By 1964, Nancy Wilson was already a celebrated song stylist with four charting LP’s to her name and the biggest-selling artist on Capitol before The Beatles crossed the pond. That year she would also have the biggest hit of her career with the breakout single and chart-topping album, How Glad I Am.
Throughout the early 60s, Wilson enjoyed a multi-genre appeal, switching effortlessly between pop, jazz and R&B. Ever since her debut single ‘Guess Who I Saw Today’ in 1960, she established herself as a singular storyteller, with the unique intonation and phrasing of a jazz singer, the passion of a blues singer and the crystal clear delivery of a commercial pop star.
Having cut her teeth in nightclubs as a teenager, Wilson’s sultry song styling was a natural fit for jazz standards like ‘Happiness Is Just A Thing Called Joe’ and she earned plenty of cred within the jazz world for her collaborations with saxophonist Cannonball Adderley, Ramsey Lewis and George Shearing.
Wilson was inspired by the records her father would play while she was growing up, like Little Jimmy Scott of The Lionel Hampton Big Band, eventually blending these big-band influences with pop orchestration and a soulful style that could be edgy and mainstream simultaneously.
Throughout her career, she found the label of jazz singer too limiting and preferred to think herself of as more of an interpreter, which explains the diverse styles that span How Glad I Am. From the sweeping ballads (‘Never Less Than Yesterday’) to show tunes (‘Don’t Rain On My Parade’ and ‘People’ from Funny Girl) bossa nova (‘The Boy From Ipanema’ and ‘Quiet Nights Of Quiet Stars’) and jazz-blues (‘West Coast Blues’).
She would pull material from the pop cannon no matter its origin, as evident on her previous LP’s, Hollywood – My Way and Broadway – My Way, that tackled pop standards from stage and screen. But out of this whole collection of singles, the title track ‘(You Don’t Know) How Glad I Am’ is what would propel “Miss Nancy” to the top of the charts and earn her a Grammy for Best Rhythm And Blues Recording.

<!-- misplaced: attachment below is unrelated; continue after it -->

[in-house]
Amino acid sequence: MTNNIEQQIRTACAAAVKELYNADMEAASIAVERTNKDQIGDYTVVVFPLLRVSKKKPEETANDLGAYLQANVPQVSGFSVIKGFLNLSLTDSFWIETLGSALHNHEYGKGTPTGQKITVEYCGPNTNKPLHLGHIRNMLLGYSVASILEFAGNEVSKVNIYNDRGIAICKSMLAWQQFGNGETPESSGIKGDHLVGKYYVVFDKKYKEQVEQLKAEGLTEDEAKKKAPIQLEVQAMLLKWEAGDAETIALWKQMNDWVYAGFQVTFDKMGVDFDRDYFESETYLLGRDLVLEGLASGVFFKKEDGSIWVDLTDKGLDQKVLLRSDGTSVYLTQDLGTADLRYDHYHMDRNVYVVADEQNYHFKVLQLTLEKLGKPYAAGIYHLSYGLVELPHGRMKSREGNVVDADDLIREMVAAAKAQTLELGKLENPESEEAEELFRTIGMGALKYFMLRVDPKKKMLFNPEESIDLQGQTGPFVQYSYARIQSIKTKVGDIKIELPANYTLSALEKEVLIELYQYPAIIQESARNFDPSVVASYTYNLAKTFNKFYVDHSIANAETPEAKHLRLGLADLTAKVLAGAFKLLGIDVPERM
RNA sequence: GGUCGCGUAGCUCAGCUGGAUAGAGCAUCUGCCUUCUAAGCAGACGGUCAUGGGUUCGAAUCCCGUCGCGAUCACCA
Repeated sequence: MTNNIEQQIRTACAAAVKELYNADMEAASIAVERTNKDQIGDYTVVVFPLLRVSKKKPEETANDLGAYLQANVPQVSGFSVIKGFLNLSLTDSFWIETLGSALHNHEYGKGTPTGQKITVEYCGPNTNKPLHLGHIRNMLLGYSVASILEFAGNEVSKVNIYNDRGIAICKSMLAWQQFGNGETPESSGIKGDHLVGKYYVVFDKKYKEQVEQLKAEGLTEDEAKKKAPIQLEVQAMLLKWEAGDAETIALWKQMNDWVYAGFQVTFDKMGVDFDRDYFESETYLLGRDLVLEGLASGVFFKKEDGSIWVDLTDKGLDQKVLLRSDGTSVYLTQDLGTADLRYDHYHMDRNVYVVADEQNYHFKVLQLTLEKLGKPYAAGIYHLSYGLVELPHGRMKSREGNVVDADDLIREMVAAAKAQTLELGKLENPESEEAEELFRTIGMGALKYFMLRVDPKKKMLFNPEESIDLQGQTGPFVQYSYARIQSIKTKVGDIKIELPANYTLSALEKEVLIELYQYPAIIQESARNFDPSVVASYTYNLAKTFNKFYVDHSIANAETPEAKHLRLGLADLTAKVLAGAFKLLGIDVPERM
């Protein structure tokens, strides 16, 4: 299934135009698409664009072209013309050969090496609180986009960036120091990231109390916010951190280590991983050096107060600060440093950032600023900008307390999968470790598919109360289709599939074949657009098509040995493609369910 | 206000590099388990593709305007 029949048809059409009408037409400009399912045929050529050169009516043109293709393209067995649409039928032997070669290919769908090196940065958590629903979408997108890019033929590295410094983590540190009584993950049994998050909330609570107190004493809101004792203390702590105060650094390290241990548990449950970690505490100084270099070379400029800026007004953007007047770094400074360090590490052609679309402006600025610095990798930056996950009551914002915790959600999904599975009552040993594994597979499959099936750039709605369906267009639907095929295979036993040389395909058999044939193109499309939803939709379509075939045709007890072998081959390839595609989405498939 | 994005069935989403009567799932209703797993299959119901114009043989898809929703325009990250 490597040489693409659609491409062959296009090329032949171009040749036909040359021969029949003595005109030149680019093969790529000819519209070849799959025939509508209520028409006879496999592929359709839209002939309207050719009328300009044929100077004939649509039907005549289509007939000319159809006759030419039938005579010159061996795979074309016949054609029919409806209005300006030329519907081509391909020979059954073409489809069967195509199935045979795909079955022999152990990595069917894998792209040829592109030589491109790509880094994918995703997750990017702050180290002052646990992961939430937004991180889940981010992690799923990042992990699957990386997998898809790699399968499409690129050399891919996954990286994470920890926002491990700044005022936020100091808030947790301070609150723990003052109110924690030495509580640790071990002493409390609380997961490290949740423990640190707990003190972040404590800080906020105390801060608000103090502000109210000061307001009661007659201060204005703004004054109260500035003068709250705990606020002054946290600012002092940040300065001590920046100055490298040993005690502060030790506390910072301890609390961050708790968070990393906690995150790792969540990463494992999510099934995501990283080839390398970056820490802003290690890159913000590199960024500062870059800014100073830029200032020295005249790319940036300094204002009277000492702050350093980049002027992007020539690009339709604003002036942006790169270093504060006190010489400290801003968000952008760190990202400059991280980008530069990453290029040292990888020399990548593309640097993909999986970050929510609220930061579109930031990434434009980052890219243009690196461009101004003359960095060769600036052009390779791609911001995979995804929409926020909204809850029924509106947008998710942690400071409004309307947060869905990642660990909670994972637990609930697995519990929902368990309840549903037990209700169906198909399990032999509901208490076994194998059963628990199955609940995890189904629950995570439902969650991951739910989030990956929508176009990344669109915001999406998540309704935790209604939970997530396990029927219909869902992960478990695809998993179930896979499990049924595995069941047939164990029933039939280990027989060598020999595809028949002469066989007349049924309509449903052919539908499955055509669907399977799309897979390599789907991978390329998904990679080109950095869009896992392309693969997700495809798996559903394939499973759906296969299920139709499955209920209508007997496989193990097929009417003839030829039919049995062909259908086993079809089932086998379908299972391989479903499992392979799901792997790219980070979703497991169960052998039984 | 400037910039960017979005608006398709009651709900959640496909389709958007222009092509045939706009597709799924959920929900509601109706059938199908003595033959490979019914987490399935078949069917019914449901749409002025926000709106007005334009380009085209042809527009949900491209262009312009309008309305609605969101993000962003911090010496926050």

The single would become a huge radio hit, topping the US Top 10 Pop and R&B charts and would reach No. 11 on the Billboard Hot 100 in August of 1964, just edging out The Beach Boys’ ‘I Get Around’. That same year, Aretha Franklin would cover the single on her Runnin’ Out of Fools record. While many artists would go on to cover the song, it’s Wilson’s song through and through. The melody floats like a Glenda’s bubble in The Wizard Of Oz and her syncopated vocals make you hang onto every note. It’s no wonder the song has become a favourite among Northern Soul fans over the years.
Thanks to her sophisticated stage presence and soulful voice, Nancy Wilson would become the mother of adult-contemporary music, paving the way for the likes of Diana Ross and Dusty Springfield. She was able to outsell many of her contemporaries by making the leap from the jazz and R&B charts to a wider pop audience, a strategic step that would prove beneficial for many African American artists like Nat King Cole and Dionne Warwick.
The same year How Glad I Am was released, Time magazine heralded Wilson as “the greatest pretender to Ella Fitzgerald‘s crown for a long time to come. She is, all at once, both cool and sweet, both singer and storyteller.” Wilson was also a dynamic live performer and her innate theatricality and ease on camera would lead to numerous television appearances in the 1960s and eventually her own TV series in NBC, The Nancy Wilson Show which ran from 1967-1968 and won an Emmy.
Although she would spend the next few decades embracing a more pop soul sound, Nancy Wilson never abandoned her jazz roots entirely and would go on to host a successful jazz radio show on NPR and release over a staggering 60 albums.
Nancy Wilson’s How Glad I Am can be bought here.